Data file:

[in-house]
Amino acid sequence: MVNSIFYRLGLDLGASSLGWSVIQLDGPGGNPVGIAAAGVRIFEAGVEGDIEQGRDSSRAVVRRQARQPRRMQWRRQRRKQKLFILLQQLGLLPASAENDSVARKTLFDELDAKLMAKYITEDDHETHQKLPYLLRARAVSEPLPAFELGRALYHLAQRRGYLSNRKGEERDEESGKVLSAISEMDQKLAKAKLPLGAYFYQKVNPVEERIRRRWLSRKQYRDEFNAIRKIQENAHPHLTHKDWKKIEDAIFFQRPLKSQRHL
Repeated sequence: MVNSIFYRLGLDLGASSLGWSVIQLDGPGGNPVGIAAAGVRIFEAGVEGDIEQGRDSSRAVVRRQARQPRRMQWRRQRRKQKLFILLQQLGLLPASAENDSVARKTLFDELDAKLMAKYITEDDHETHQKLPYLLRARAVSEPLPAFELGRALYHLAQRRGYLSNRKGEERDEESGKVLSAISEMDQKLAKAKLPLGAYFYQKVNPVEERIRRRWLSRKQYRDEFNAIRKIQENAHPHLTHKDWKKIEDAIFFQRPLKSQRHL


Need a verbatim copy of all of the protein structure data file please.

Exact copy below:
[in-house]
Amino acid sequence: MVNSIFYRLGLDLGASSLGWSVIQLDGPGGNPVGIAAAGVRIFEAGVEGDIEQGRDSSRAVVRRQARQPRRMQWRRQRRKQKLFILLQQLGLLPASAENDSVARKTLFDELDAKLMAKYITEDDHETHQKLPYLLRARAVSEPLPAFELGRALYHLAQRRGYLSNRKGEERDEESGKVLSAISEMDQKLAKAKLPLGAYFYQKVNPVEERIRRRWLSRKQYRDEFNAIRKIQENAHPHLTHKDWKKIEDAIFFQRPLKSQRHL
Repeated sequence: MVNSIFYRLGLDLGASSLGWSVIQLDGPGGNPVGIAAAGVRIFEAGVEGDIEQGRDSSRAVVRRQARQPRRMQWRRQRRKQKLFILLQQLGLLPASAENDSVARKTLFDELDAKLMAKYITEDDHETHQKLPYLLRARAVSEPLPAFELGRALYHLAQRRGYLSNRKGEERDEESGKVLSAISEMDQKLAKAKLPLGAYFYQKVNPVEERIRRRWLSRKQYRDEFNAIRKIQENAHPHLTHKDWKKIEDAIFFQRPLKSQRHL